I expect the title comes from an NYT editor, but the article is by aJoyce Manard, who llived with Salinger for close to a year starting when she as 18 and he VERY much older.
He dismssed her at the end. She understood that she was expected to keep mum about the famous recluse. And she did for 25 years, until she didn’t. The sky fell on her.
That season, at a rare literary event to which I had been invited, an entire row of writers I respected greatly rose from their seats en masse and, as I took the stage, departed the room. I like to think that had they stayed and listened to me that day, they might have questioned their assumptions.
For 20 years, I’ve lived with the consequences of having told that forbidden story, and though I’ve since published nine novels and another memoir, none of which involves Salinger, few reviews of any book I write fail to mention that when I was 18 I slept with a great writer, and, more significantly, that I later committed the unpardonable offense of telling that story, or, as it is frequently stated, of writing a “tell-all” — language that aligns me with tabloid personalities.
Maynard asks if the #me too movent would have provied her a different reception.
i don’t know the answer. At the same time I am horrified at my memories of a time when women ‘using’ their relationship with a famous man were treated as Maynard has been.
A new report has come out from the ECU, and Helen De Cruz has pulled out some important statistics from it for us:
Some figures for philosophy in this survey, 2016/2017 (N = 1115).
* Only 6.1% of philosophers employed at UK universities are disabled – compare, 16-19% of UK working age adults are disabled.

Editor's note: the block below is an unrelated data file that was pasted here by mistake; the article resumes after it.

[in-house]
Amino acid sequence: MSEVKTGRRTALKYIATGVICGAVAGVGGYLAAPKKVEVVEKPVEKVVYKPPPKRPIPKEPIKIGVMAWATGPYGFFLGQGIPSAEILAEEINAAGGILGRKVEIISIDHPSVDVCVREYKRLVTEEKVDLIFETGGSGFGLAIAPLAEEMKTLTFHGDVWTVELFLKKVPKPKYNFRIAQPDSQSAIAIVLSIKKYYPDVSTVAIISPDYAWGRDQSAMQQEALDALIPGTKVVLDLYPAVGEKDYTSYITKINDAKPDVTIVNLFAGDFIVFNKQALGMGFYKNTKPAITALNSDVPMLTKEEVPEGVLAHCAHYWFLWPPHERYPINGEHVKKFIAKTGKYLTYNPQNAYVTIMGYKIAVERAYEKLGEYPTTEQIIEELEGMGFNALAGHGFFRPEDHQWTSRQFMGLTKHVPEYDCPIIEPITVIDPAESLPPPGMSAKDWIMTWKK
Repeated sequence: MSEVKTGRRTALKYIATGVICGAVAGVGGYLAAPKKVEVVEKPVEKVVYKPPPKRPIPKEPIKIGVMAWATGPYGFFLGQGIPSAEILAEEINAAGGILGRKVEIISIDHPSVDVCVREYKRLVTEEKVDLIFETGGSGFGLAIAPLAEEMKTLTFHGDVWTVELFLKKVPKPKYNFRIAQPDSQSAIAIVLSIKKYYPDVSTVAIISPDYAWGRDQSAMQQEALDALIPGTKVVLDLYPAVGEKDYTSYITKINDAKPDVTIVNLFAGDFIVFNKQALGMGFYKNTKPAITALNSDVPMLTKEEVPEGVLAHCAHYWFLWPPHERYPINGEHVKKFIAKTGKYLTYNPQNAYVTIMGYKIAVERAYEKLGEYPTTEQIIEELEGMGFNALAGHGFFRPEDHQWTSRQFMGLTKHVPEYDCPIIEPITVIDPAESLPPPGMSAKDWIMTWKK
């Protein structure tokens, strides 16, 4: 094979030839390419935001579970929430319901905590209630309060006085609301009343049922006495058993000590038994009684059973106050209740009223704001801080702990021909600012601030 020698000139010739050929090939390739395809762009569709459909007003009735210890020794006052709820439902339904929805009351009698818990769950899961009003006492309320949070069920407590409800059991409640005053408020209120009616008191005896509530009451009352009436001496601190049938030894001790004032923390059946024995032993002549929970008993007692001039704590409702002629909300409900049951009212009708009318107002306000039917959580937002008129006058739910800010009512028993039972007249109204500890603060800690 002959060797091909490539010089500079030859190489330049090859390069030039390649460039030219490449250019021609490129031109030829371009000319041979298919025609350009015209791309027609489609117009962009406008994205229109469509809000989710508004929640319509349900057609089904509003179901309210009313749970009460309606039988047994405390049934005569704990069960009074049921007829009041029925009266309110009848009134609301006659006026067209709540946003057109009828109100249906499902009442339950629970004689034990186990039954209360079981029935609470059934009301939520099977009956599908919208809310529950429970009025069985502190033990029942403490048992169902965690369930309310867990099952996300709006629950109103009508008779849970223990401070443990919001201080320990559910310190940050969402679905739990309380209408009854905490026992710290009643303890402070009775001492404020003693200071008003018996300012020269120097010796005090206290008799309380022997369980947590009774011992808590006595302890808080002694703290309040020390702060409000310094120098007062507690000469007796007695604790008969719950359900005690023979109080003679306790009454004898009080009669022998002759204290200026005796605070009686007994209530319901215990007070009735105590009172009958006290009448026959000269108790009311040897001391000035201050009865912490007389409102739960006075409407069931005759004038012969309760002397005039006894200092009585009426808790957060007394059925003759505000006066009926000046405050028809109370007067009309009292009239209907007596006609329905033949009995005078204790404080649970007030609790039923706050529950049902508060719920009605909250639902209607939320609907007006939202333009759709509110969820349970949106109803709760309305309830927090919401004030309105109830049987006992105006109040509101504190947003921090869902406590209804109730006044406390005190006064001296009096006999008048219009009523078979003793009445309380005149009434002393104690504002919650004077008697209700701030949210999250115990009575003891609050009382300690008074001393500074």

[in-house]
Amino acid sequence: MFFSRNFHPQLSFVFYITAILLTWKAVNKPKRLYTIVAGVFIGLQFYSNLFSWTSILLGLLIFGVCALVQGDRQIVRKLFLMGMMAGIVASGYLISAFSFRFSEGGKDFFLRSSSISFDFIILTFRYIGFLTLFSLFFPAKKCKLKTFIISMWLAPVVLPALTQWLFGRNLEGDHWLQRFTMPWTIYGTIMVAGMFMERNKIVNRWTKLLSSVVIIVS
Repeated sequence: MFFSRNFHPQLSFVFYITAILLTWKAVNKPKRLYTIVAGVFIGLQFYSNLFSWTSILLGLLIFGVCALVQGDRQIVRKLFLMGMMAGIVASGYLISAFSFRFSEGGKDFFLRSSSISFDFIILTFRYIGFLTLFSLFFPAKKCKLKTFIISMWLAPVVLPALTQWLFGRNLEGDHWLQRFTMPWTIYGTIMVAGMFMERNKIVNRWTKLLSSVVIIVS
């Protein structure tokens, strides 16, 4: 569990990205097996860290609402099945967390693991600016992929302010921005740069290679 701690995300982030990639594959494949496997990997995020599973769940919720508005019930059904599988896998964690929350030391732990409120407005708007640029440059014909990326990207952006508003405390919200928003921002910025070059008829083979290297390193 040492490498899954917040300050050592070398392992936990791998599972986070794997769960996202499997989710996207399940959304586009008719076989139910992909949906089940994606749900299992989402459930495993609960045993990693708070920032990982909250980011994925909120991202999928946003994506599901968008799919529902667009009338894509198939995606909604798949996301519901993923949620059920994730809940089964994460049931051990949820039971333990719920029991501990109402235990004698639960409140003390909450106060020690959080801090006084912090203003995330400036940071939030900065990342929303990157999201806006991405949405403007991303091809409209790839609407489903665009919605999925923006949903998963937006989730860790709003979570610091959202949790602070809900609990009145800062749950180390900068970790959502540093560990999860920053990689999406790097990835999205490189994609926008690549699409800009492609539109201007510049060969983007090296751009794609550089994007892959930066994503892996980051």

* 95.2% of philosophers employed in UK universities are white – compare, 81.9% of UK population are white. There are only three non-STEM disciplines with an even whiter faculty. They are sports, history and classics (with around 96% white faculty).
* 70.3% of philosophers employed in UK universities are male. No other non-STEM subject has this low representation of women. To compare, Economics has 29.8% women, Theology has 36.7% women, Sports 36.4% and Politics 37.1%, all these are higher than philosophy, where only 29.7% are women).
That’s the title of a CPA blog post by Letitia Meynell, approaching questions of equity in the profession as questions about population-selection pressures:
Basically, it boils down to asking three questions: What is the distribution of various groups? How did they get where they are? And is the situation just?
Regarding the first question, ceteris paribus one would expect the population of professional Canadian philosophers to reflect, roughly, the Canadian population at large—half women, 15 out of 20 white, 1 in 20 Indigenous, 1 in 10 having a disability of some kind (and so on). Choose your preferred level of statistical significance and that will tell you how much divergence from this is too surprising to be the result of chance.
The second question simply tries to understand what caused this divergence from the general population. I find it useful to think about this in terms of selection processes, analogous to those discussed in evolutionary biology (though, obviously, without inheritance playing a role). After all, we are talking about populations and how various subpopulations with socially significant traits find themselves in environments (i.e., academia in general and philosophy in particular) that are more or less conducive to their academic and personal flourishing.
Read the full essay here.
A useful section from an email by Sabrina Joy Stevens
And if these hearings are going to proceed, we’re going to be there every step of the way, checking every attempt to dodge tough questions and helping you hold your senators accountable for stopping Kavanaugh from dragging women’s rights back to the Dark Ages.
FP is going through some changes. This is one of them. It’s also, I think, a beautifully written reflection on some of the problems of online culture.
Really interesting reflections on successful efforts to diversity a journal. The most intriguing bit to me is her cogent and interesting case against triple anonymous review, something I’ve been an advocate for. It gives me much to think about. But I urge you read the whole thing!